Kit Mills – Beyond the Desert Sands
Kevin M. Walczyk – Eloi, Eloi
Frank Ticheli – Blue Shades
John Barnes Chance – Variations on a Korean Folk Song
Derek M. Jenkins – We Seven
Donald Grantham – Southern Harmony
Join the Washington Wind Symphony as we celebrate the new year with a dazzling array of beautiful wind band music, assembled by our conductor Jacob Scherr. You’ll hear:
* Beyond the Desert Sands, by Kit Mills — Composed in 2011 for Whidbey Island’s Saratoga Orchestra, we’re pleased to premiere Mills’ new wind ensemble arrangement. A Northwest resident, Mills earned his master’s in music composition at Western Oregon University under the guidance of Dr. Kevin M. Walczyk.
* Eloi, Eloi, by Kevin M. Walczyk — Written as a tribute to the victims of the Japanese earthquake and tsunami March 11, 2011, the title translates to, “My God, my God, why have You forsaken me?” A native of Portland, Oregon, Walczyk attended Pacific Lutheran University and has won numerous awards for his compositions.
* Southern Harmony, by Donald Grantham — Commissioned by the Southeastern Conference of Band Directors, Southern Harmony was inspired by a collection of Civil War-era folk songs that were widely sung throughout the South. While some critics initially dismissed the harmonizations as “crude and primitive,” they’ve become very popular and are now regarded as representative of the American character.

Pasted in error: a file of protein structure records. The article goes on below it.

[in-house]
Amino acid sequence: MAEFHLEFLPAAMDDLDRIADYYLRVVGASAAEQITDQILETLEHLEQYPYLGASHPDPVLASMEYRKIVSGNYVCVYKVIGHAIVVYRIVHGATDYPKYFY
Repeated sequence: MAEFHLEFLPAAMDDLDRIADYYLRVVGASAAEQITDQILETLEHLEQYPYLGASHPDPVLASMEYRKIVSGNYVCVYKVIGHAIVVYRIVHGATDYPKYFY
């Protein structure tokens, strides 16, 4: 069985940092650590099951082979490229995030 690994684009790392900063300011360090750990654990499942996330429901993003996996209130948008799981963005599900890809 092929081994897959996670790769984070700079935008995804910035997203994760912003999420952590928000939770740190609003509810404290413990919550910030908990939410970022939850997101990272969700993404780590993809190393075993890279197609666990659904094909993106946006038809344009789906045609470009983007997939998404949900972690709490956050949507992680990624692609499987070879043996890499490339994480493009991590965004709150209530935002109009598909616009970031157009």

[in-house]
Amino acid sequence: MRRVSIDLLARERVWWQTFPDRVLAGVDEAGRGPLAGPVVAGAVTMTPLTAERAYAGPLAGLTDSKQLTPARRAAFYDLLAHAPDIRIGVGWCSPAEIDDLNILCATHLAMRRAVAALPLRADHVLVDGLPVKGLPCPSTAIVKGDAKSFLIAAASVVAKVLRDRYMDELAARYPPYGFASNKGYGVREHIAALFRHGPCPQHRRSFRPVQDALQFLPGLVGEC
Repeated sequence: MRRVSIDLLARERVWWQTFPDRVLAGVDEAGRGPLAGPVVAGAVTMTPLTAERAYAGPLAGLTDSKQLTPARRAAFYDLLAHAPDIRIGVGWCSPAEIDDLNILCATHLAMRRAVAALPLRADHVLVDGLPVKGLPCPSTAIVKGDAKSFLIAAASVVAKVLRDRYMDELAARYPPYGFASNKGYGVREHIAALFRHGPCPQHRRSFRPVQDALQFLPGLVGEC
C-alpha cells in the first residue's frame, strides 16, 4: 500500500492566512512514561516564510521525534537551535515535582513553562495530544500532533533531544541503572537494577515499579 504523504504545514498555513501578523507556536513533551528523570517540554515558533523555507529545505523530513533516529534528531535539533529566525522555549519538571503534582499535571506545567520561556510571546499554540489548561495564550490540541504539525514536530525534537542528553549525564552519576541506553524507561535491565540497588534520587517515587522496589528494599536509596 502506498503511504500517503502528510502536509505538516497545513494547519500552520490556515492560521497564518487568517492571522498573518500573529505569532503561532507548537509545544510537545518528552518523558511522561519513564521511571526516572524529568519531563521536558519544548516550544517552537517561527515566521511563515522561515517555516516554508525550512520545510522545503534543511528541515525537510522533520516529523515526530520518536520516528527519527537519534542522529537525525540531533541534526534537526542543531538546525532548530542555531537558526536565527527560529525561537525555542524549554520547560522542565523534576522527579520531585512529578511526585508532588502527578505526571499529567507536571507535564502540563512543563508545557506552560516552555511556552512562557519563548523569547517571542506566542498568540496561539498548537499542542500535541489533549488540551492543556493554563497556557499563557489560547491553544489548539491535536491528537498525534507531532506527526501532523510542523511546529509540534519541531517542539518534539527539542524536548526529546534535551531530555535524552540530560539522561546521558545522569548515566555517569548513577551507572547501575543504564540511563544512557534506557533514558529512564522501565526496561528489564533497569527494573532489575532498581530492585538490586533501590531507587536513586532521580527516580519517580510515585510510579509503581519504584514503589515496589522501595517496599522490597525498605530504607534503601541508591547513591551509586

* Variations on a Korean Folk Song, by John Barnes Chance — While serving the U.S Army in Seoul in 1958-59, Chance learned the Korean song of love and heartbreak, Arrirang, whose origins may date back more than a millennium. Years later, he created the wind band-favorite, Variations, based on that ancient folk tune.
* We Seven, by Derek M. Jenkins — This composition’s title comes from a book by the same name documenting the heroic story of the Mercury Seven, the pioneer astronauts who risked their lives for America’s first manned space voyages. Full of interesting cryptograms and musical surprises tied to the astronauts’ experiences, a narrator will help guide the audience through this piece. Listen carefully, and you may catch quotes from Puccini’s opera, Madame Butterfly — music John Glenn said he often thought of while orbiting in space.
* Blue Shades, by Frank Ticheli — While not literally a blues piece, Ticheli says his work was heavily influenced by the flatted thirds, fifths and sevenths that pervade traditional blues music. It offers no 12-bar blues progressions, though the eighth note is swung in a few passages. A quiet middle section depicts the atmosphere of a smoky blues haunt, and an extended, big band-style clarinet solo near the end is a nod to Benny Goodman.
This concert offers something for everyone, so be sure to join us in the Redmond Performing Arts Center (located at Redmond High School) on Saturday night, January 25 at 7:00 PM. You’ll love the ideal acoustics, comfortable seating, as well as plenty of free parking!